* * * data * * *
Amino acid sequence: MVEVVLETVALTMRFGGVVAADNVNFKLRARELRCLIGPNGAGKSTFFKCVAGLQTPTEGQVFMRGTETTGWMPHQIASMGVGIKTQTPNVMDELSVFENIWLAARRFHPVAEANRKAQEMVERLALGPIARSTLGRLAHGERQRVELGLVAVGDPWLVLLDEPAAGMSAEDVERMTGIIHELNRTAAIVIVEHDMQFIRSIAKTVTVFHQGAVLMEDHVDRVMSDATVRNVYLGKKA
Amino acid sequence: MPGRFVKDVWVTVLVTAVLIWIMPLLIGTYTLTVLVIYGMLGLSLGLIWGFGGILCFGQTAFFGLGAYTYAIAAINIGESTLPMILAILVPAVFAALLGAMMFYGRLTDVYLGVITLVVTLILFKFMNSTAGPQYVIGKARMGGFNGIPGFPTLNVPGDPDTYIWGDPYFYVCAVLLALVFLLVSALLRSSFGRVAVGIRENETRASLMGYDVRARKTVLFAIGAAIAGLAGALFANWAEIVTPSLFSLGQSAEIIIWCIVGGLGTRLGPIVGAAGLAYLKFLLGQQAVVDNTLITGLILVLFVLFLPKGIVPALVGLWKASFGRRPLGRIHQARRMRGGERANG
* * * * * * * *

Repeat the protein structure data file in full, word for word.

Amino acid sequence: MVEVVLETVALTMRFGGVVAADNVNFKLRARELRCLIGPNGAGKSTFFKCVAGLQTPTEGQVFMRGTETTGWMPHQIASMGVGIKTQTPNVMDELSVFENIWLAARRFHPVAEANRKAQEMVERLALGPIARSTLGRLAHGERQRVELGLVAVGDPWLVLLDEPAAGMSAEDVERMTGIIHELNRTAAIVIVEHDMQFIRSIAKTVTVFHQGAVLMEDHVDRVMSDATVRNVYLGKKA
Amino acid sequence: MPGRFVKDVWVTVLVTAVLIWIMPLLIGTYTLTVLVIYGMLGLSLGLIWGFGGILCFGQTAFFGLGAYTYAIAAINIGESTLPMILAILVPAVFAALLGAMMFYGRLTDVYLGVITLVVTLILFKFMNSTAGPQYVIGKARMGGFNGIPGFPTLNVPGDPDTYIWGDPYFYVCAVLLALVFLLVSALLRSSFGRVAVGIRENETRASLMGYDVRARKTVLFAIGAAIAGLAGALFANWAEIVTPSLFSLGQSAEIIIWCIVGGLGTRLGPIVGAAGLAYLKFLLGQQAVVDNTLITGLILVLFVLFLPKGIVPALVGLWKASFGRRPLGRIHQARRMRGGERANG